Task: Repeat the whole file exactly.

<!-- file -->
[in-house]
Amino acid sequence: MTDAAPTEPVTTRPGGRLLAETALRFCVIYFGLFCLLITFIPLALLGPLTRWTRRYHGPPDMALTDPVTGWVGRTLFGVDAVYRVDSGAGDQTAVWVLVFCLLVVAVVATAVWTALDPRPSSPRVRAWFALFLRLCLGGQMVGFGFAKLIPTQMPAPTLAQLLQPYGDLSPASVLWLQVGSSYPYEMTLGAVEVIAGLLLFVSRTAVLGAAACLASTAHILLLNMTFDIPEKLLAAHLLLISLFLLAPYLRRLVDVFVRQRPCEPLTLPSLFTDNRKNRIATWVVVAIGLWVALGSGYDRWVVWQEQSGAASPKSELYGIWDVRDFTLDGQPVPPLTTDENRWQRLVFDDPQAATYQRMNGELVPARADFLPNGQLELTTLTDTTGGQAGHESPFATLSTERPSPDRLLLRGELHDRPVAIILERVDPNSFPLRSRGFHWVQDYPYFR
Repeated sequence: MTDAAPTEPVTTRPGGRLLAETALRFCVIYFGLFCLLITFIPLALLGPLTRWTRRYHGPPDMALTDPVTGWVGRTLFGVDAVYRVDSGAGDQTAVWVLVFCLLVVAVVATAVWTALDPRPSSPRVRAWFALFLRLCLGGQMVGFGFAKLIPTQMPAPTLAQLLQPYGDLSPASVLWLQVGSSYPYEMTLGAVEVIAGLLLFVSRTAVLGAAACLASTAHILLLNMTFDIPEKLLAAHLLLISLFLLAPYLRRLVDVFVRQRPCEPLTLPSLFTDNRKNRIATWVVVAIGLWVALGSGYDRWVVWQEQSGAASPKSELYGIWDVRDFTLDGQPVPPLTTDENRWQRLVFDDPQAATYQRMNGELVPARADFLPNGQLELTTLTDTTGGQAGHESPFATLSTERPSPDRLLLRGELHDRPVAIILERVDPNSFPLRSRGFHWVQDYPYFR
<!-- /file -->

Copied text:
[in-house]
Amino acid sequence: MTDAAPTEPVTTRPGGRLLAETALRFCVIYFGLFCLLITFIPLALLGPLTRWTRRYHGPPDMALTDPVTGWVGRTLFGVDAVYRVDSGAGDQTAVWVLVFCLLVVAVVATAVWTALDPRPSSPRVRAWFALFLRLCLGGQMVGFGFAKLIPTQMPAPTLAQLLQPYGDLSPASVLWLQVGSSYPYEMTLGAVEVIAGLLLFVSRTAVLGAAACLASTAHILLLNMTFDIPEKLLAAHLLLISLFLLAPYLRRLVDVFVRQRPCEPLTLPSLFTDNRKNRIATWVVVAIGLWVALGSGYDRWVVWQEQSGAASPKSELYGIWDVRDFTLDGQPVPPLTTDENRWQRLVFDDPQAATYQRMNGELVPARADFLPNGQLELTTLTDTTGGQAGHESPFATLSTERPSPDRLLLRGELHDRPVAIILERVDPNSFPLRSRGFHWVQDYPYFR
Repeated sequence: MTDAAPTEPVTTRPGGRLLAETALRFCVIYFGLFCLLITFIPLALLGPLTRWTRRYHGPPDMALTDPVTGWVGRTLFGVDAVYRVDSGAGDQTAVWVLVFCLLVVAVVATAVWTALDPRPSSPRVRAWFALFLRLCLGGQMVGFGFAKLIPTQMPAPTLAQLLQPYGDLSPASVLWLQVGSSYPYEMTLGAVEVIAGLLLFVSRTAVLGAAACLASTAHILLLNMTFDIPEKLLAAHLLLISLFLLAPYLRRLVDVFVRQRPCEPLTLPSLFTDNRKNRIATWVVVAIGLWVALGSGYDRWVVWQEQSGAASPKSELYGIWDVRDFTLDGQPVPPLTTDENRWQRLVFDDPQAATYQRMNGELVPARADFLPNGQLELTTLTDTTGGQAGHESPFATLSTERPSPDRLLLRGELHDRPVAIILERVDPNSFPLRSRGFHWVQDYPYFR